Busy appears to be something Kylee is used to. The daughter of Mike and Lisa Sigmon has been a part of her family's cattle operation in some form or another her whole life, and she seems to have been paying attention as mom and dad showed her the ropes. The young Miss Sigmon has a wealth of knowledge of beef and the beef industry.
"Growing up in the business, I didn't realize until just recently how much was unknown about it by people who don't live it every day." said Sigmon. "As a beef ambassador, I get to share so many things I have learned to clear up the misconceptions out there."
"There is so much talk about eating healthy, and beef gets left out of the conversation so often." she continued. "Most people don't realize there are 29 lean cuts of beef that have a fat content level that falls in the range between skinless chicken breasts and skinless chicken thighs, and that as versatile as it is, there are countless recipes out there for families to enjoy without guilt"
Kylee added, "People may not realize that when you raise and care for an animal you get attached, and although there are always going to be cases where someone does bad things, most of the people I know care about their cattle like family.
Kylee has been to the Simmental Junior Nationals competition for three years now, where she has been up against the best in America to showcase her beef industry and Simmental knowledge, beef judging abilities, knowledge of feeds and diseases, as well as showmanship and public speaking abilities.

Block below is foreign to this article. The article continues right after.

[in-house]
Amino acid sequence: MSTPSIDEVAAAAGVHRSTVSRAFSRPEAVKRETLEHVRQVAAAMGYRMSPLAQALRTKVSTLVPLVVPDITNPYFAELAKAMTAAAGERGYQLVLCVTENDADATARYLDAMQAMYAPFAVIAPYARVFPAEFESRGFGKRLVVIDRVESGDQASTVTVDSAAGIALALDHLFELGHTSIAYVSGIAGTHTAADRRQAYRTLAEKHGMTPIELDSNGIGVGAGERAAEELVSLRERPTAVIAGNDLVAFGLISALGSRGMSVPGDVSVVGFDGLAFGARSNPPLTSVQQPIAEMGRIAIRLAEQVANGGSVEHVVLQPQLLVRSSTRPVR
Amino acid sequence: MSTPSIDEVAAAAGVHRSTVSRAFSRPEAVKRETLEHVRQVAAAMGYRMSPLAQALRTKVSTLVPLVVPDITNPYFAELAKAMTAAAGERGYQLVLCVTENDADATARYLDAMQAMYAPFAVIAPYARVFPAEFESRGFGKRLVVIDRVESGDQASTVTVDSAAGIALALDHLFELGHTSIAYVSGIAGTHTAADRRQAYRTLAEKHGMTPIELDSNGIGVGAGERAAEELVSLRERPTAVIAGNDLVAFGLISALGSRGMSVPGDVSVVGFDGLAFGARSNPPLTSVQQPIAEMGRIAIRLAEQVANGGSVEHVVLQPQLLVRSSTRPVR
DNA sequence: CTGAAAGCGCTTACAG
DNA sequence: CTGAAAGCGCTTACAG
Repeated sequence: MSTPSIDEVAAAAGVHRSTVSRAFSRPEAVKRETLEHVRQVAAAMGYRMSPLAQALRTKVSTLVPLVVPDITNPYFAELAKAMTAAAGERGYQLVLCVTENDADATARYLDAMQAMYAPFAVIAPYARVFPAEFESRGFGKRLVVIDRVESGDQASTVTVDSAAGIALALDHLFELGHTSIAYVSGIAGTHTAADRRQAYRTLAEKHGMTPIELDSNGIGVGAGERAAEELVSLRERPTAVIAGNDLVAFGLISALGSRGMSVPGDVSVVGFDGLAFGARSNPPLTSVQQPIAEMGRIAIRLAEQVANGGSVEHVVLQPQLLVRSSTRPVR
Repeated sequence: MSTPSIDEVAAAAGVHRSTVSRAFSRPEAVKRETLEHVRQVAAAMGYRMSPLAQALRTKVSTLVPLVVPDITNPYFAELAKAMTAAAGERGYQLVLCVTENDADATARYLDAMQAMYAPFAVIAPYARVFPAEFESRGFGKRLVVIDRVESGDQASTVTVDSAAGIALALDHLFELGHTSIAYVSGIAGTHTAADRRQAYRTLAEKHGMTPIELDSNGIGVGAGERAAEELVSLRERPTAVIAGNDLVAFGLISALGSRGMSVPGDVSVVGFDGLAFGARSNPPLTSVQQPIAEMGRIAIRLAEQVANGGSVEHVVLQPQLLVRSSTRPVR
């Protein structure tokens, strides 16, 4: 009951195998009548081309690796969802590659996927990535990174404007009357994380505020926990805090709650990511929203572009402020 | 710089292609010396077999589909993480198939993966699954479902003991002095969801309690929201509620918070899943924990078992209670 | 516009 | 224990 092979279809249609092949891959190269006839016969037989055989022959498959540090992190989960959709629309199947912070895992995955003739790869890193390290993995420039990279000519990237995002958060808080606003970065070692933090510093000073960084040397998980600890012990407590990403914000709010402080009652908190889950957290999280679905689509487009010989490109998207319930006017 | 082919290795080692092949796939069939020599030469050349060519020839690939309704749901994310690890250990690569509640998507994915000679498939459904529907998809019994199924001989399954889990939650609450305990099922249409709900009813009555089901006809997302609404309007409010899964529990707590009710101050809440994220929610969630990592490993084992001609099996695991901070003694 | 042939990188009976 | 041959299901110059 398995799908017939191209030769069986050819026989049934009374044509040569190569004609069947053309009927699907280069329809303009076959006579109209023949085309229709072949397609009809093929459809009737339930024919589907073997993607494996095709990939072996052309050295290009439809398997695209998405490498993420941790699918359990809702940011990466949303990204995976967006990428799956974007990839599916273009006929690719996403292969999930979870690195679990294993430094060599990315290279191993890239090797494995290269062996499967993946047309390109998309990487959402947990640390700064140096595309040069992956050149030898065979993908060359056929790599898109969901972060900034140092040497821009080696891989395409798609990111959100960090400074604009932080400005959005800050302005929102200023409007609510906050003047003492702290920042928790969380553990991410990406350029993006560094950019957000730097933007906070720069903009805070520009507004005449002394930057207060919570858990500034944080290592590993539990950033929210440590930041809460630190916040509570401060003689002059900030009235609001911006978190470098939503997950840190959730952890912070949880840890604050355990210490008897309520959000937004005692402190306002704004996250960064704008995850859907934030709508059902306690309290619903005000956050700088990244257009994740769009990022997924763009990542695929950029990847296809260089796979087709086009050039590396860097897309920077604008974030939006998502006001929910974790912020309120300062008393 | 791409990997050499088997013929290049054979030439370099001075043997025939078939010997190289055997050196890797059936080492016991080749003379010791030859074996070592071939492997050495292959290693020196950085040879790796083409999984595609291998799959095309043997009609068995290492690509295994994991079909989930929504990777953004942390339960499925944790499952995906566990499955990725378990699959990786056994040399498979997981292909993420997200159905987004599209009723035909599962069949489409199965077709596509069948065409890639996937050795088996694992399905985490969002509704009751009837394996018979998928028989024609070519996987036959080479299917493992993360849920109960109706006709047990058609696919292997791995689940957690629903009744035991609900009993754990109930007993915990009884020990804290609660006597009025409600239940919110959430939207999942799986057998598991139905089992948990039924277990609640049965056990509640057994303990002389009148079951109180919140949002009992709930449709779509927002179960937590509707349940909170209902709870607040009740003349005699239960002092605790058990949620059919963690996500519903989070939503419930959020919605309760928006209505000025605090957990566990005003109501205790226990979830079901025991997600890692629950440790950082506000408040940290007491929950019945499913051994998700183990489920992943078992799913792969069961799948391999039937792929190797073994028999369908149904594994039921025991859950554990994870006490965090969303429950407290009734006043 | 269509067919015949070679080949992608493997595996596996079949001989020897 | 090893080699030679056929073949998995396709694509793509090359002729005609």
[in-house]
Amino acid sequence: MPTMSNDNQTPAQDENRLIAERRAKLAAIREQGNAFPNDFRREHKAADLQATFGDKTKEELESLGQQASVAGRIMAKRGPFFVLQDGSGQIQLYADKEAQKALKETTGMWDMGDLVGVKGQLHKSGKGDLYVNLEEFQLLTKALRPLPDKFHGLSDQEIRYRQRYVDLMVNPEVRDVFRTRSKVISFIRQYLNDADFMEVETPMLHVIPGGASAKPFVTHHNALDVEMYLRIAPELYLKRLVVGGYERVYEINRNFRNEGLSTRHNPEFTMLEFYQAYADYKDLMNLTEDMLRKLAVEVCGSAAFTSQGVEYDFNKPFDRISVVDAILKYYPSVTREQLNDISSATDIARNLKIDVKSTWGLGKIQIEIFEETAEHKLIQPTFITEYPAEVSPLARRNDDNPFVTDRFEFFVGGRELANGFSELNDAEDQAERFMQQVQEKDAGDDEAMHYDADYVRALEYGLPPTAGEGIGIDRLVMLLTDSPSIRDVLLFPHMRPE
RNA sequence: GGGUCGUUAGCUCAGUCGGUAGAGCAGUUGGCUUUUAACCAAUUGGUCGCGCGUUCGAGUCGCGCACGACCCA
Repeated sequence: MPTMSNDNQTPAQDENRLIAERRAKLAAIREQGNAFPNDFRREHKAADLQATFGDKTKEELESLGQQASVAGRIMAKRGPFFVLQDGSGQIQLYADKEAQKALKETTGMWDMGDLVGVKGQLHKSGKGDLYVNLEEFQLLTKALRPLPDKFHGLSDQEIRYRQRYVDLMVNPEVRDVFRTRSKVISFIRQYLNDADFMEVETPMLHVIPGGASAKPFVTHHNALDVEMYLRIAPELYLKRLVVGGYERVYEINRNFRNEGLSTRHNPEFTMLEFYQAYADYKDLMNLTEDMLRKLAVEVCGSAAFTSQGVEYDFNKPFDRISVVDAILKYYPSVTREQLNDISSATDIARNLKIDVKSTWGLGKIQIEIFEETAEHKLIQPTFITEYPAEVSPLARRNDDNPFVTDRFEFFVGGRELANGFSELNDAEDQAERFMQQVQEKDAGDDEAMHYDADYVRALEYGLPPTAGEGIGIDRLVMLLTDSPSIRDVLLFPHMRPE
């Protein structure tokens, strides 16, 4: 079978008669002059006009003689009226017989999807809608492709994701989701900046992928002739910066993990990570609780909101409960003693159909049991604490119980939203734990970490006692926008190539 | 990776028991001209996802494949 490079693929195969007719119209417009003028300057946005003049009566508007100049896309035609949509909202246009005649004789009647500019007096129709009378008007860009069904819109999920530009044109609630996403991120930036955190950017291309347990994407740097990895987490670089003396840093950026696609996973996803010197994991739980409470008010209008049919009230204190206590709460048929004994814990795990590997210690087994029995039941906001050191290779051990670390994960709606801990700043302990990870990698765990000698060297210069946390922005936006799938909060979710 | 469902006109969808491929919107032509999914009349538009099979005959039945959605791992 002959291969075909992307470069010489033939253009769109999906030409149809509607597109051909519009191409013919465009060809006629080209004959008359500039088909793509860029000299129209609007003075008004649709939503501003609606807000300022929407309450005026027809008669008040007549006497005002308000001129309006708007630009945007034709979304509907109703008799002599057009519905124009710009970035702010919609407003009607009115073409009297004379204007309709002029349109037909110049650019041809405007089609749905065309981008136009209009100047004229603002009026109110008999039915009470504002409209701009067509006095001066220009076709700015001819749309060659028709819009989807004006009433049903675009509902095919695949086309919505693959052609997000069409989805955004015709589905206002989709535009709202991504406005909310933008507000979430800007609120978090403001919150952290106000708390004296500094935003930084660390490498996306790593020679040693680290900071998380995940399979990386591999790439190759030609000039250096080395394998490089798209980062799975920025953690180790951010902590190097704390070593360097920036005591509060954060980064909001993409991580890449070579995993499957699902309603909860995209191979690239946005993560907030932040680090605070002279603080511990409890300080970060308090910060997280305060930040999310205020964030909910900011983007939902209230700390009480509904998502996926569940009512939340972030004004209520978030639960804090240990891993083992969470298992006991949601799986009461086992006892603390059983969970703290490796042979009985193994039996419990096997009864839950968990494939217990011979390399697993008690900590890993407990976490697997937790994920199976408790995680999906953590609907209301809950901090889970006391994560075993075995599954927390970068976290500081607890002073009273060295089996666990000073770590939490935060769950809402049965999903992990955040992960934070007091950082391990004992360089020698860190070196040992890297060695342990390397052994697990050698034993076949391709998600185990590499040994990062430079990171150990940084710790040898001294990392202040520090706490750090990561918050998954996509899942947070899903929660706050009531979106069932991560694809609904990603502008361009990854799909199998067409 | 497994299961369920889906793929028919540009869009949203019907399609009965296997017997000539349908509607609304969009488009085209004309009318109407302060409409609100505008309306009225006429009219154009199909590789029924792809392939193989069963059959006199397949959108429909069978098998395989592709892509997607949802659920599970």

In her first year, she took the top spot in the first time competitor division, then has taken second place nationally the past two years with a tie-breaker loss in year two and a one point loss in year three. Kylee is determined to take the top prize this year with regionals coming up in June and her fourth crack at the nationals coming in Lima, Ohio in July.
In April, Kylee visited area second graders and read to them from a book called, Levi's Lost Calf, a book about a young cowboy who comes up one short at head count and heads out on his horse with his dog to find Little Red.
The book was written by South Dakota cattle-woman, Amanda Radke, who in her early twenties has a growing cattle operation of her own and served as the National Beef Ambassador in 2006. Kylee is gearing up to compete for that title in October.
Kylee says that she owes so much to her parents, Mike and Lisa. "They have taught me so much, and have always been very involved in my activities. I have seen so many new places and have traveled so much."
"Last year I had six cows of my own and my dad put everything aside to go with me to 22 different shows all over the region." said Kylee. "I ended up winning the Jason Bertschy Memorial Showmanship award. I couldn't have done it without him."
Mom Lisa said, "We have been so lucky, Lisa and her brother Logan study so hard for these competitions and events. Kylee is organized, a self-starter, and a hard worker. She is a great young lady. She is so mature, it is hard to remember she is only 14 at times."
Kylee said she hasn't made up her mind yet on a college or her plans for the future, "Three years until graduation seems like a long time," she said. "but it will be here before I know it, and I am thinking about it a lot."